AI for Framework Mobs


While working with educational material for The Game Assembly I Took the opportunity to expand the basic behaviours of some mobs I developed and at the same time picking up some additional knowledge of AI. In the two mobs on this page I have used Enviornmental Quary Systems (EQS) to add flexibility to a basic guard AI and I’ve used Animation notifiers to get make animations guide if the player gets hit by a melee enemy.
The Mobs are also used as Mobs in the Spline Controlled AI Boss Scenario


  • A ranged Patrolling Guard with Cover Behaviour and EQS

  • A melee Monster using animation notifiers embedded in the animations

  • Created in Unreal 4.21

The Patrolling Guard

The Patrolling Guard is a classic AI and for the students to use such a asset when working on assignment would be useful to the learning process.
While the basic behaviors would not be the most interesting project to set up I decided to make parts of the Behavior Tree use a EQS to generate locations.

For the Guard I also created a patrol point system and a cover point system. The cover point system was in a way created as an assurance if the experimental EQS system did not work as planned. But in the end I could integrate the date from the cover points in the EQS.

The guard has tree main branches: combat, search and a Patrol. While the combat behavior could have been placed in a subtree it has been included in the same tree above.

Behaviour Tree with EQS

While it is still labelled as a experimental feature in Unreal 4.21 the EQS works fairly well. The documentation is somewhat lacking and one has to be prepared do some thinking. I decided to use the EQS for two occasions one what when the Guard panic behaviour kicked in the other was to select new cover points. My reasoning for this was that I wanted to include both the actor pick and the grid based finder of the EQS system. The pictures below show the debug feature of the EQS queries.

The guard had a panic behaviour that used EQS to find suitable positions to hide from the player. In this picture the EQS is calculated from the red dot.

I also used a actor based sorting system of the EQS to find out the most suitable Cover Point. The EQS calculations in this picture is made from the red dot

Additional Work and Debug

The player (foreground) with three guards all in different positions. (Cover, Shooting and well.. almost death)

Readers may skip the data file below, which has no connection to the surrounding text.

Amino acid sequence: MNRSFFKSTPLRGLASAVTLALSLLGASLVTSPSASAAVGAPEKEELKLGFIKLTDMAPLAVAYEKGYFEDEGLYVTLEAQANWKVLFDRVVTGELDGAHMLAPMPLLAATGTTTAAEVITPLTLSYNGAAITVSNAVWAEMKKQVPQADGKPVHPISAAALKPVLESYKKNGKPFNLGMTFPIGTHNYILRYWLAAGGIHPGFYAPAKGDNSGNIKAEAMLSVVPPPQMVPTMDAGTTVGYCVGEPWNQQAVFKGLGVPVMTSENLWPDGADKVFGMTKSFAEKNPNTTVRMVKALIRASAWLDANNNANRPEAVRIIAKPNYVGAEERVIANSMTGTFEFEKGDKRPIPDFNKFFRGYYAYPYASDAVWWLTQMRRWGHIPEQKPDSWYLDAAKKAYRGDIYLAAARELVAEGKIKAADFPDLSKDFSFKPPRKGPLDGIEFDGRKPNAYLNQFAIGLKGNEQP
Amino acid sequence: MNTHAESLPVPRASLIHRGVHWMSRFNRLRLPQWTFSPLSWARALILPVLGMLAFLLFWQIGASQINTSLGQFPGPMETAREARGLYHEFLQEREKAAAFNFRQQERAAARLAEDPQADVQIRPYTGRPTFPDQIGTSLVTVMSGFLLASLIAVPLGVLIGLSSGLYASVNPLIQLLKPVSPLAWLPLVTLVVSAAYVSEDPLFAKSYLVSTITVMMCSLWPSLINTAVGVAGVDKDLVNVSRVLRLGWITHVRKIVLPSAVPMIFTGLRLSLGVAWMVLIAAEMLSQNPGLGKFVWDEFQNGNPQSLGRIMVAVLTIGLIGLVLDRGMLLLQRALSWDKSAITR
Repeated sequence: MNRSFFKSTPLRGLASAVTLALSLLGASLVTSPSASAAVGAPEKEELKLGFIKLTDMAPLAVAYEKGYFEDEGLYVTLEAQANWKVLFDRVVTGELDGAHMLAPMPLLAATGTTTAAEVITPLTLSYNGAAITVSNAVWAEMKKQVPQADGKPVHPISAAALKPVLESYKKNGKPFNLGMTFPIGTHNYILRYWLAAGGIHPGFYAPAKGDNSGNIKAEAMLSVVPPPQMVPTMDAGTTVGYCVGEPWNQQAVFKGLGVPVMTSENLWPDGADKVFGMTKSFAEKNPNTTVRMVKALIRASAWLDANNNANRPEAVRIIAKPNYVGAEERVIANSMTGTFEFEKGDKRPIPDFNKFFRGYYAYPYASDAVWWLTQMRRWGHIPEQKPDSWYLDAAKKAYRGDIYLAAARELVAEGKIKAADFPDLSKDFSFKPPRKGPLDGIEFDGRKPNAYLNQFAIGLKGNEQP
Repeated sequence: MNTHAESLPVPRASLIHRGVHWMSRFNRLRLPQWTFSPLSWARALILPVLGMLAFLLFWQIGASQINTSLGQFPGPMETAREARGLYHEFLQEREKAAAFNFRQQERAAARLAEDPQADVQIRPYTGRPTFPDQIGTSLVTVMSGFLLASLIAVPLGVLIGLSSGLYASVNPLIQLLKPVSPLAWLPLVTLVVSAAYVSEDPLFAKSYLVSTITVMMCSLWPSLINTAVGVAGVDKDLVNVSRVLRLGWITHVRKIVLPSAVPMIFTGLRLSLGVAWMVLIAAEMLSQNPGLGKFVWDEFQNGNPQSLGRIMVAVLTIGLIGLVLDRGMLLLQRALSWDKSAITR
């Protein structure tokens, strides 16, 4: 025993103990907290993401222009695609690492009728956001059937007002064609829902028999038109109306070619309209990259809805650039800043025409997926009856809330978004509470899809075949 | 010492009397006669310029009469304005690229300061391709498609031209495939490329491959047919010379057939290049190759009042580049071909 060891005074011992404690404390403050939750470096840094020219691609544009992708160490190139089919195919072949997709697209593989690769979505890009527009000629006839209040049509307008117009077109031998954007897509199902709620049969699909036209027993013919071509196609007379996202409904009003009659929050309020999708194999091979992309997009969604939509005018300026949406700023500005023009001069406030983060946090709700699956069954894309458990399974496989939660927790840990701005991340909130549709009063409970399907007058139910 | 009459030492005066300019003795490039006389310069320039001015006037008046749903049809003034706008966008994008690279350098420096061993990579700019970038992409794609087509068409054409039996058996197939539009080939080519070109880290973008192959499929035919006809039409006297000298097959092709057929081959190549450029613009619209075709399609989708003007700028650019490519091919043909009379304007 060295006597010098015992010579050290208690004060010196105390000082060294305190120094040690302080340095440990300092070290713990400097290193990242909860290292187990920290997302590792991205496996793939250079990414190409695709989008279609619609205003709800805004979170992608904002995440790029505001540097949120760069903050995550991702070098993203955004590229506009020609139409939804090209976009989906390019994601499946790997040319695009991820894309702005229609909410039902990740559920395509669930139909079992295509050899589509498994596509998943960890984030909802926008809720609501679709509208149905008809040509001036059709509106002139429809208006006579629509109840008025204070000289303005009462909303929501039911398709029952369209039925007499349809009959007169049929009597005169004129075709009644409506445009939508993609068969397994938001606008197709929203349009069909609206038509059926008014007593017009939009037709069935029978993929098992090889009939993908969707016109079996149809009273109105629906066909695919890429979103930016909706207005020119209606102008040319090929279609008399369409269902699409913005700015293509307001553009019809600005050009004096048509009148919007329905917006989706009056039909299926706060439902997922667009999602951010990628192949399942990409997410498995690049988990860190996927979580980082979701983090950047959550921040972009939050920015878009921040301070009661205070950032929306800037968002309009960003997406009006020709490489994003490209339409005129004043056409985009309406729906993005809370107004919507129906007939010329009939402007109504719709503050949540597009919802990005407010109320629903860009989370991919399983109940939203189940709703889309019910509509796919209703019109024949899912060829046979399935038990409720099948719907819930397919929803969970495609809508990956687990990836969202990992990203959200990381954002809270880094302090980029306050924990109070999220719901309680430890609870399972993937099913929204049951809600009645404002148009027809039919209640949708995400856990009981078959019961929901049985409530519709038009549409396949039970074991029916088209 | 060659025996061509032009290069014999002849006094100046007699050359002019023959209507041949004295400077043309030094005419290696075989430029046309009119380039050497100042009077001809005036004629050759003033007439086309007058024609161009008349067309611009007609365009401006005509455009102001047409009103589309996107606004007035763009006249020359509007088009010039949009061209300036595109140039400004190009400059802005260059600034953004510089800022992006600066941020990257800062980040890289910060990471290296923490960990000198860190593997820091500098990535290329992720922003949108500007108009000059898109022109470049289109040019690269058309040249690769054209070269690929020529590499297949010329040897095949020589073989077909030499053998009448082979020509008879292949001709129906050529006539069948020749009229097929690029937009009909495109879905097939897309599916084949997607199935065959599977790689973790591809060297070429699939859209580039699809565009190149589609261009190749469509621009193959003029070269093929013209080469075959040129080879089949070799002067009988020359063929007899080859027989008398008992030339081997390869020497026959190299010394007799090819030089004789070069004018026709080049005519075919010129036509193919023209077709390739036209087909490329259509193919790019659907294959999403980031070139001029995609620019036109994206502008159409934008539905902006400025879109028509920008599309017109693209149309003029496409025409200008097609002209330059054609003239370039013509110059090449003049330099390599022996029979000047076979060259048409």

In order to make the AI a bit more fun I included some animations such as reloading, crouching and death.
With these features added the Guard could work as a rough prototype for a guard.
To make it easier to follow how the cover booking system worked when several AIs were running a simulation at the same time I added some widget debug features on the Guards and the cover points.

Melee Enemy with scripted notifiers

The Melee AI uses a fairly standard behavior and detection. It is roaming around until a player is sighted and the charges for an attack. In order to make it a bit more interesting I scripted in a stun animation that triggers after taking heavy damage. Play testing I noticed that the attack animation was quite slow and in many occasions the player had moved away after the animation was completed. In order to make this more realistic I added Animation Notifiers and scripted the damage to be dependent on the player being close to the blow.


The 3 attack animations that triggers the animation notifiers

Notifiers in the animation montage marked with red arrows

And the code of the notifiers giving the player a chance to avoid the impact of the blow after the animation has started

Melee Enemy Behavior

The general behavior of the melee enemy is left intentional quite simple. The point of this is for the users (in this case the students) to have something they can use in a shake and bake setting to try out various designs. The simplicity of the behavior made the melee enemy quite easy to integrate as a spawned enemy in the Spline Boss Scenario.

Conclusion and Lessons Learned

While to AI of the two mobs are not the most complex I still had fun designing and scripting them. The EQS system, with the lack of proper documentation, was the most challenging part but also the most rewarding. If properly implemented EQS can be quite powerful but I definetly think a more thorough profiling than the ones I tried is needed if it is to be used.